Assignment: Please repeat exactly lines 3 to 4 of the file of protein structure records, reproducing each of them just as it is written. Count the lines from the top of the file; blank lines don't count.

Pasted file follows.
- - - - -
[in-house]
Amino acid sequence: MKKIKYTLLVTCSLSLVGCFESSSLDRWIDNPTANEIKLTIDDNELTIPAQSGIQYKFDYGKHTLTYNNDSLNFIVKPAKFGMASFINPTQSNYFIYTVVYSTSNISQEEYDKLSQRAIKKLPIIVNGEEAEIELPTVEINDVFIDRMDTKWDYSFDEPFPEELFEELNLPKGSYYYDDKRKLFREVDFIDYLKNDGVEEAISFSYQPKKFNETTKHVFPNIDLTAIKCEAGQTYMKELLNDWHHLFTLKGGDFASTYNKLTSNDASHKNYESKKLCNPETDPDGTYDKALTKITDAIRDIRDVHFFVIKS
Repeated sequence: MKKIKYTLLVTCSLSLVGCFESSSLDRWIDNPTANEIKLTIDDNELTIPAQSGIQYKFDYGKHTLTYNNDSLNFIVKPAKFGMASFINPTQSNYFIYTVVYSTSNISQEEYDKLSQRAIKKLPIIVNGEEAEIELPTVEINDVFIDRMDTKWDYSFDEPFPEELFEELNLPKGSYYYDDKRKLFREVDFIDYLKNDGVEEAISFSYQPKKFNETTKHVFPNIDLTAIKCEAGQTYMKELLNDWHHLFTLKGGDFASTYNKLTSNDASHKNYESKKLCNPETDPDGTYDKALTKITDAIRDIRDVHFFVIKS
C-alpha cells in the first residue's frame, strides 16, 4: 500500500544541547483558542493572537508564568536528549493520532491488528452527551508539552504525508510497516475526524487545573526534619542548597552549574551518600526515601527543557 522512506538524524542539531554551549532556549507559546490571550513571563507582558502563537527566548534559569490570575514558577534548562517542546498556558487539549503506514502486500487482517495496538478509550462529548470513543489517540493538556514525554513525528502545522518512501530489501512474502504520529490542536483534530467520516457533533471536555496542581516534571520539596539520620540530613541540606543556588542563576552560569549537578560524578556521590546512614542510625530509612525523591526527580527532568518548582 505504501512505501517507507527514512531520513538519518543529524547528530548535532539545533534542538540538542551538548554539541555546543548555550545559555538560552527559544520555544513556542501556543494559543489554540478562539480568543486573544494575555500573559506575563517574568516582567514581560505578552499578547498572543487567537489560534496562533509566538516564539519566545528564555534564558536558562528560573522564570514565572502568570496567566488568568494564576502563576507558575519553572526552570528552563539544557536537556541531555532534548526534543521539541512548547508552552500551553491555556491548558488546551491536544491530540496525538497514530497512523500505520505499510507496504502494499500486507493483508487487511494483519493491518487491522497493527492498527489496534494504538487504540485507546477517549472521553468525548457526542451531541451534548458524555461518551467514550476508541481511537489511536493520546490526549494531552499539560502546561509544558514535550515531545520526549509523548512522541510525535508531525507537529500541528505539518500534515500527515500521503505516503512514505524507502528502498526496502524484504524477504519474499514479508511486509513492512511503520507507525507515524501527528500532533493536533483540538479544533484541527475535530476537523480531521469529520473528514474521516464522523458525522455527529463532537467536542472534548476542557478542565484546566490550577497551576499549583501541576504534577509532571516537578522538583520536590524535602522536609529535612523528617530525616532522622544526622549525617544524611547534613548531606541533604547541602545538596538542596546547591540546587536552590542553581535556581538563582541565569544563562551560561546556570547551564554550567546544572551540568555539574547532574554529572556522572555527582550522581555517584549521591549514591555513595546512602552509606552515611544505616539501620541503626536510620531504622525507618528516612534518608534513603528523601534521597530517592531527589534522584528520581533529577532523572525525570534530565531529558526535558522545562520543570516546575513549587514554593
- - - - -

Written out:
Repeated sequence: MKKIKYTLLVTCSLSLVGCFESSSLDRWIDNPTANEIKLTIDDNELTIPAQSGIQYKFDYGKHTLTYNNDSLNFIVKPAKFGMASFINPTQSNYFIYTVVYSTSNISQEEYDKLSQRAIKKLPIIVNGEEAEIELPTVEINDVFIDRMDTKWDYSFDEPFPEELFEELNLPKGSYYYDDKRKLFREVDFIDYLKNDGVEEAISFSYQPKKFNETTKHVFPNIDLTAIKCEAGQTYMKELLNDWHHLFTLKGGDFASTYNKLTSNDASHKNYESKKLCNPETDPDGTYDKALTKITDAIRDIRDVHFFVIKS
C-alpha cells in the first residue's frame, strides 16, 4: 500500500544541547483558542493572537508564568536528549493520532491488528452527551508539552504525508510497516475526524487545573526534619542548597552549574551518600526515601527543557 522512506538524524542539531554551549532556549507559546490571550513571563507582558502563537527566548534559569490570575514558577534548562517542546498556558487539549503506514502486500487482517495496538478509550462529548470513543489517540493538556514525554513525528502545522518512501530489501512474502504520529490542536483534530467520516457533533471536555496542581516534571520539596539520620540530613541540606543556588542563576552560569549537578560524578556521590546512614542510625530509612525523591526527580527532568518548582 505504501512505501517507507527514512531520513538519518543529524547528530548535532539545533534542538540538542551538548554539541555546543548555550545559555538560552527559544520555544513556542501556543494559543489554540478562539480568543486573544494575555500573559506575563517574568516582567514581560505578552499578547498572543487567537489560534496562533509566538516564539519566545528564555534564558536558562528560573522564570514565572502568570496567566488568568494564576502563576507558575519553572526552570528552563539544557536537556541531555532534548526534543521539541512548547508552552500551553491555556491548558488546551491536544491530540496525538497514530497512523500505520505499510507496504502494499500486507493483508487487511494483519493491518487491522497493527492498527489496534494504538487504540485507546477517549472521553468525548457526542451531541451534548458524555461518551467514550476508541481511537489511536493520546490526549494531552499539560502546561509544558514535550515531545520526549509523548512522541510525535508531525507537529500541528505539518500534515500527515500521503505516503512514505524507502528502498526496502524484504524477504519474499514479508511486509513492512511503520507507525507515524501527528500532533493536533483540538479544533484541527475535530476537523480531521469529520473528514474521516464522523458525522455527529463532537467536542472534548476542557478542565484546566490550577497551576499549583501541576504534577509532571516537578522538583520536590524535602522536609529535612523528617530525616532522622544526622549525617544524611547534613548531606541533604547541602545538596538542596546547591540546587536552590542553581535556581538563582541565569544563562551560561546556570547551564554550567546544572551540568555539574547532574554529572556522572555527582550522581555517584549521591549514591555513595546512602552509606552515611544505616539501620541503626536510620531504622525507618528516612534518608534513603528523601534521597530517592531527589534522584528520581533529577532523572525525570534530565531529558526535558522545562520543570516546575513549587514554593